Banking on friends
Observations on Ecuador
Last month, shattering even the elevated expectations of early polls predicting victory, some 82 per cent of the Ecuadorean electorate voted "Si" in a referendum to reform the decrepit constitution that misgoverns their country. It is a clear vote of support for President Rafael Correa, who had said before the referendum: "If the people withdraw their confidence, the leader must retire with dignity."
The vote also signals support for Correa's heretical policies and promise of change. "Ecuador is no one's colony," said the leader, who has also just expelled the World Bank's representative in retaliation for the bank's suspension in 2005 of a $100m loan to Ecuador.
The keystone of Ecuador's decolonisation is the multilateral BancoSur proposal, which aims to restructure Latin America's financial architecture and create a sovereign lending agency oriented towards regional development. Adding heft to this proposal, many South American countries - and, recently, Ecuador itself - have paid off IMF or World Bank debts ahead of schedule, thus distancing themselves from the condition-laden loans that had saddled their region with two decades of retarded growth. As Ecuador's finance minister, Ricardo Patiño, has observed: "We have no interest in soliciting credit from the IMF. BancoSur is a long-standing aspiration of the people of South America." Financial integration is an important step towards broader aspirations for regional integration.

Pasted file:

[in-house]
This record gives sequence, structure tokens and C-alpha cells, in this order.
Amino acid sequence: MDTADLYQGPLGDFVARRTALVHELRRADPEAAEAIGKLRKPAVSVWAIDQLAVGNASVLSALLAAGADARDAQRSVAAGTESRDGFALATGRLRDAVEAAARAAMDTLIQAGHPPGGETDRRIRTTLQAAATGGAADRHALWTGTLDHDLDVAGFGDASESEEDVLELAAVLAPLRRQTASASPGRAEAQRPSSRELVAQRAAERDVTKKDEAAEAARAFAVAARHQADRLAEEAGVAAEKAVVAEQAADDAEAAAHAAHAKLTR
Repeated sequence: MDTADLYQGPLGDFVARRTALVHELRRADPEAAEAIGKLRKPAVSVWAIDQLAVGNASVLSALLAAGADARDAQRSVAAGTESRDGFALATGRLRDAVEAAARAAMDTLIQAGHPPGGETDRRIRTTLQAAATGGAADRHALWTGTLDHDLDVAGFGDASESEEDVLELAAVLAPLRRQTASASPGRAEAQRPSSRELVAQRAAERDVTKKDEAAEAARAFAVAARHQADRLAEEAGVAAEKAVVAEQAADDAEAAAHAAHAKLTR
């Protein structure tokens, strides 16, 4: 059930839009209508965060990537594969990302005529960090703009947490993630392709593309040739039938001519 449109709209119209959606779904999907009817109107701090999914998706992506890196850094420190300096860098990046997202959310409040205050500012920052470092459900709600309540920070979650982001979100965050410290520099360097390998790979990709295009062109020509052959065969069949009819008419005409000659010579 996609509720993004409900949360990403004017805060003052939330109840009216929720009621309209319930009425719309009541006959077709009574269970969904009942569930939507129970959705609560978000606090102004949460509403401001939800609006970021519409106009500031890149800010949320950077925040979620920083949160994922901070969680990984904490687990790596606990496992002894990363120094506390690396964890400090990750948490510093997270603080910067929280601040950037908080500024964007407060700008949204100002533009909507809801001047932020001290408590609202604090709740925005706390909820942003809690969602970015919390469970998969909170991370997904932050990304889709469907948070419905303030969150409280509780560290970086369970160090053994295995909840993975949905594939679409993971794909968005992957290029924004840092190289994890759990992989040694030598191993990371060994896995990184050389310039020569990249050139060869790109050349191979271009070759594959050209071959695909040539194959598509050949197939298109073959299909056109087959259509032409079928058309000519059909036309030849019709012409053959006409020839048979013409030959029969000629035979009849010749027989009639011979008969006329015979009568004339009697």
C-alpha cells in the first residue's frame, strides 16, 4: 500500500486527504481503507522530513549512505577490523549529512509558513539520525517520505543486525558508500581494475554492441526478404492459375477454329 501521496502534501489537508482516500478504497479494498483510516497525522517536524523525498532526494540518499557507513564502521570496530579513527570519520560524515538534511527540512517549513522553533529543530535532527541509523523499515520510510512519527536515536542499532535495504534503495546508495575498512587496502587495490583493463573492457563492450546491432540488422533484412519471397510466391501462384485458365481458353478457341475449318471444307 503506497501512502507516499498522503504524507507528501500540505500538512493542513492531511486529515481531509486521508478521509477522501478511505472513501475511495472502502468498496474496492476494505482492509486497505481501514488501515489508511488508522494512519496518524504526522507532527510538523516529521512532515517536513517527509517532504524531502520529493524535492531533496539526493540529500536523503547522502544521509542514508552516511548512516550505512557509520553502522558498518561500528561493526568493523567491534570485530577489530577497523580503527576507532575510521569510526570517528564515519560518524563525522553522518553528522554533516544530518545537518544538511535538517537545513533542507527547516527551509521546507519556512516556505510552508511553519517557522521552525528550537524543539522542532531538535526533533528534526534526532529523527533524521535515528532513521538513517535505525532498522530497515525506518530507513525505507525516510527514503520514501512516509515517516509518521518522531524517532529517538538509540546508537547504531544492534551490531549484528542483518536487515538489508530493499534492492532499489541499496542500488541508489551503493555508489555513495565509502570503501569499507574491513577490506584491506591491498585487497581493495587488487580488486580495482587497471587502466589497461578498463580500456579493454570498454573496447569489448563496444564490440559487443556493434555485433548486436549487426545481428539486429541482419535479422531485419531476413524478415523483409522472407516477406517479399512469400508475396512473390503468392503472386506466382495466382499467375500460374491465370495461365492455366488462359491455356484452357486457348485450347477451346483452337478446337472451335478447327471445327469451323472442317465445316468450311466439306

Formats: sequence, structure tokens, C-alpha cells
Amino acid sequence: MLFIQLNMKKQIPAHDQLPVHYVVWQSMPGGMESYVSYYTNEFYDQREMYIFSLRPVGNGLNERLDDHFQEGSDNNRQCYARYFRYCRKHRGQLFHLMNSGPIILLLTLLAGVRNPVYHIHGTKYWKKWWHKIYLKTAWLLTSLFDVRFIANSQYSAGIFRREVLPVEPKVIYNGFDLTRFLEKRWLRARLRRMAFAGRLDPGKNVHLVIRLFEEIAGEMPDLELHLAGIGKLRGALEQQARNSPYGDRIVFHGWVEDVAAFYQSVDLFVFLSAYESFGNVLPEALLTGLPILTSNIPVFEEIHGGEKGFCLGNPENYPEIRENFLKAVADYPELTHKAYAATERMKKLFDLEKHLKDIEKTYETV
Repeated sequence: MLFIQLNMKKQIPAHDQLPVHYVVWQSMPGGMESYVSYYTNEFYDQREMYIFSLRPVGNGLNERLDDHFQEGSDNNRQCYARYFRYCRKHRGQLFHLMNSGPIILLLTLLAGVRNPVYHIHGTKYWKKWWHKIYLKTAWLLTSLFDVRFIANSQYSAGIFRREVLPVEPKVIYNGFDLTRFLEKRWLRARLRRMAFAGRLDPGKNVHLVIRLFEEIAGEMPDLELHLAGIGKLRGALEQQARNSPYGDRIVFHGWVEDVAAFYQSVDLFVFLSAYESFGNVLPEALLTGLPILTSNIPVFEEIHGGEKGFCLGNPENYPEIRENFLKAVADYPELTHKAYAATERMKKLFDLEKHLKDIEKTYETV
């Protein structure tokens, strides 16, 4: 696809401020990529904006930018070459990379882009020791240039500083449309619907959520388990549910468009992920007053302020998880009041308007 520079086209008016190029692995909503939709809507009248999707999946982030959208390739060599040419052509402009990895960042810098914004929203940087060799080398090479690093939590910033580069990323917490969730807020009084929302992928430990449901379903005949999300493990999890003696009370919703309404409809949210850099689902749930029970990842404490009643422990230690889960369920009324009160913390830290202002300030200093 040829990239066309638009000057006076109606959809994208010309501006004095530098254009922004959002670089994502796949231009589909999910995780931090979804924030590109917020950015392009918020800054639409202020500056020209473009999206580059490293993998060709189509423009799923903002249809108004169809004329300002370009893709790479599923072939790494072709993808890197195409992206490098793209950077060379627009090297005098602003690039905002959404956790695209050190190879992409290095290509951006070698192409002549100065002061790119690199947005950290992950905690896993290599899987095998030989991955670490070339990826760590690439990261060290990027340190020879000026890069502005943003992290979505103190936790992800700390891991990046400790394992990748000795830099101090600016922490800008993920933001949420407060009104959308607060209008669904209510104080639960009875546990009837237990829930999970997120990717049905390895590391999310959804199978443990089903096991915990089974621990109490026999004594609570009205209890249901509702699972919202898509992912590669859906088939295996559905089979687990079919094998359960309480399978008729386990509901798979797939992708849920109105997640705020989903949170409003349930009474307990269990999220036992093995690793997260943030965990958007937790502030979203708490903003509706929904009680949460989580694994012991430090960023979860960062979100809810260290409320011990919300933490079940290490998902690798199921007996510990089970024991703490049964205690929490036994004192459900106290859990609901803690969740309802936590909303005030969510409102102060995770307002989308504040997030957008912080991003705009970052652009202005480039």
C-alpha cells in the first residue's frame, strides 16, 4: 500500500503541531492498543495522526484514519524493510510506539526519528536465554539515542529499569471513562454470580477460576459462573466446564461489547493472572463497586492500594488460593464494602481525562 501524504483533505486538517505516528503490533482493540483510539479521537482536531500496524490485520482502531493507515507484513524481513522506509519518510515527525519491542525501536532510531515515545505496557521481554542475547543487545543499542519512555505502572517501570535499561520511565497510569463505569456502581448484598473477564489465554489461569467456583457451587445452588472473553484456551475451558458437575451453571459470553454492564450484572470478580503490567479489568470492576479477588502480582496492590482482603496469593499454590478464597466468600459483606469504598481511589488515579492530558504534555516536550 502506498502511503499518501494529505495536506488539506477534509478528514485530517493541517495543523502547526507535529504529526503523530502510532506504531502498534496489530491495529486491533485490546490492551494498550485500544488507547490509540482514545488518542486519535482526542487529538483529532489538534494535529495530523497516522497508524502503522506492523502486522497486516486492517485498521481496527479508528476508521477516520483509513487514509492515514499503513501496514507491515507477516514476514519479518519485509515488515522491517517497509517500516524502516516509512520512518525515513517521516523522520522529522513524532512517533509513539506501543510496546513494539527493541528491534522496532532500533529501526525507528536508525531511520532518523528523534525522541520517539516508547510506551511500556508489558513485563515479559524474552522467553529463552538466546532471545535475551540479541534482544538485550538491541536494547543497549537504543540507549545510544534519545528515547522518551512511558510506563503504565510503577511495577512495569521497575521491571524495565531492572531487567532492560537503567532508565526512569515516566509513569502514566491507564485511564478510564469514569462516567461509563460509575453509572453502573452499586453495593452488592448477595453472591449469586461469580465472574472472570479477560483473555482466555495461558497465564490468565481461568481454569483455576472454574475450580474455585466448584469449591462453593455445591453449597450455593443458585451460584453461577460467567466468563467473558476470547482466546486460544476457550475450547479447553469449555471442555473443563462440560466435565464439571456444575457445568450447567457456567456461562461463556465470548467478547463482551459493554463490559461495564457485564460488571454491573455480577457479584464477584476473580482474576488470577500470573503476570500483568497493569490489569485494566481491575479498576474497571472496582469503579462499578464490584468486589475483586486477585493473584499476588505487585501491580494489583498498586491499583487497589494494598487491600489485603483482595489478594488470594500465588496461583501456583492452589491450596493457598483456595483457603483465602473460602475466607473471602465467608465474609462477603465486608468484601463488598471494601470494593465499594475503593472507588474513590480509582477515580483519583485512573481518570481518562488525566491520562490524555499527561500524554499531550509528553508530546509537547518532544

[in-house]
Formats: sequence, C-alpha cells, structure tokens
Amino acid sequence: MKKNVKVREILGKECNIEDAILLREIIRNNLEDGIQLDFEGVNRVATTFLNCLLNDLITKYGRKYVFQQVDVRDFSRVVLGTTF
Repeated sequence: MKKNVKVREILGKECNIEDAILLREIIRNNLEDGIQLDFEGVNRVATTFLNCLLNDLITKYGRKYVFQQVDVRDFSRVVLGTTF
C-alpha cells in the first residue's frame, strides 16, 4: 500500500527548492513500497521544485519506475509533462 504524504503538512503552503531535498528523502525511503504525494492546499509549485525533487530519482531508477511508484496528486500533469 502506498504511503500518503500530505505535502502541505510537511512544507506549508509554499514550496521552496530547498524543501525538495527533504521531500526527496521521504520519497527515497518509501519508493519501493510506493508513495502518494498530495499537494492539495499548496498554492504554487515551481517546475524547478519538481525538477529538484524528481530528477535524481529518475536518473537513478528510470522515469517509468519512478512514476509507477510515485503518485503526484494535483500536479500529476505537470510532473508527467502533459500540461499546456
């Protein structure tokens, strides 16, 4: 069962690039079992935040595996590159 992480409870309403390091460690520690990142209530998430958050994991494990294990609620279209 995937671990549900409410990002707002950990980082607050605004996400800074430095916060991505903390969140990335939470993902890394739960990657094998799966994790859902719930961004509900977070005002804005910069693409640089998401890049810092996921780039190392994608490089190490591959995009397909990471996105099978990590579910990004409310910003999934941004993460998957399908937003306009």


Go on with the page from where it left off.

Internally, the trajectory of Correa's programme clearly veers left, and the old Ecuadorean oligarchy might well block this path. Constitutional change will not by itself ensure radical change without reform of the institutions where the sclerotic residue of power still resides. But the old elite will not readily countenance the dismantling of their power structures. The people may have voted "Si" for change but root-and-branch reform may prove elusive.
"The dying political old guard has not yet been defeated," observes the minister of the interior, Gustavo Larrea. The question is whether Correa and his party, Alianza País, can use the popular desire for change to pry open the battened portals of power.
As Pepe Laso, director of communications at the Andean University, told the weekly Vistazo: "The rhetoric of 'the homeland returns' is connected with deeper dimensions that go beyond the market." Correa has first promised to reclaim national sovereignty. In a country slammed by "pro-market" policies of structural adjustment, that will be a big first step.